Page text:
American schools are slowly phasing out cursive handwriting, which is an unambiguously good thing. Cursive is an archaic form of communication – one best left to history.
To be clear, when I talk about “cursive handwriting” I speak mostly of the Palmer Method, a simplified form of script popularized in the early 20th century, designed specifically with speed in mind (in part to better compete with typewriters).
This kind of writing is, in my humble opinion:
- Slower than typing.
- Harder to learn, and read, than print handwriting.
- Ugly, when compared to more stylized scripts.
There’s literally no reason for schools to teach The Palmer Method, outside of nostalgia. I argued this back in February, and some of you do not agree with me (to say the least). The initial onslaught of comments was overwhelming, and a trickle continues to come in to this day. Some of you included citations, others tracked down my personal website to make sure you got my attention.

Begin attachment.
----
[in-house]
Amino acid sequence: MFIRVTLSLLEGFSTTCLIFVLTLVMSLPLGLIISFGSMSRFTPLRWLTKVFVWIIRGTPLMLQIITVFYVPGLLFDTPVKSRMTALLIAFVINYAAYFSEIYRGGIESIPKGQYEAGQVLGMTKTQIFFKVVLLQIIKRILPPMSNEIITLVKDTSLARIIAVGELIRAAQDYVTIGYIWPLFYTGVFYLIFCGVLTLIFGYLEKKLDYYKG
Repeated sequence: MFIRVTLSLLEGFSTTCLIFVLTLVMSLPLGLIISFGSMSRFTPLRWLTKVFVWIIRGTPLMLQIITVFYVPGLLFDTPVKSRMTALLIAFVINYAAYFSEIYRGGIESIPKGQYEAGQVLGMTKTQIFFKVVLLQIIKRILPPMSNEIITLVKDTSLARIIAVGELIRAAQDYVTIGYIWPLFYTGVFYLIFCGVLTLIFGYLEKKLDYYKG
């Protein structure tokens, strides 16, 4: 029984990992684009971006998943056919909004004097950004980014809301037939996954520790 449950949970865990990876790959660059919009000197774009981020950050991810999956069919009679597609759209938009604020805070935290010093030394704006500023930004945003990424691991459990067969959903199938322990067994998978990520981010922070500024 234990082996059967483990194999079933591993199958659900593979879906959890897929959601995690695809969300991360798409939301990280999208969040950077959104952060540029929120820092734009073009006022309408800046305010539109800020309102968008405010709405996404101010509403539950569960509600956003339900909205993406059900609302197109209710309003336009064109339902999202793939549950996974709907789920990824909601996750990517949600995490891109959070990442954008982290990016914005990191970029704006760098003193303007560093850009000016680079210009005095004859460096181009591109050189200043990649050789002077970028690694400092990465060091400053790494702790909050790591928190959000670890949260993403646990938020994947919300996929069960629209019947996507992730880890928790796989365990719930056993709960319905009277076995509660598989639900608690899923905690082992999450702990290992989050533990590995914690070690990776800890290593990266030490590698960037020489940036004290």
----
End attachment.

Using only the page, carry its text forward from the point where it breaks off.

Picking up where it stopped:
First of all: thank you. I love that you all took the time to get back to me, so I did everything I could to get in touch with all of you. A lot of people care deeply about this, which is understandable. I’d like to add just a few more thoughts to the conversation.
Most of You Left Great Comments
Plenty of educators showed to agree with some of my premise and critique the finer points – conversations I welcomed.
Plenty of other people showed up and…well, here’s a nonrandom sample.
A few went beyond name-based punnery to make arguments – some of which I’ll concede to, with caveats.
- There is a sense of accomplishment that comes with learning cursive. True, but I think teaching a beautiful, pre-Palmer script in art class is a better way for kids to get that feeling. Let’s stop pretending this is a practical skill.
- Being able to read old letters from relatives is extremely valuable. True, but I think one can learn to read such things without spending hundreds of hours learning to write an obsolete script oneself.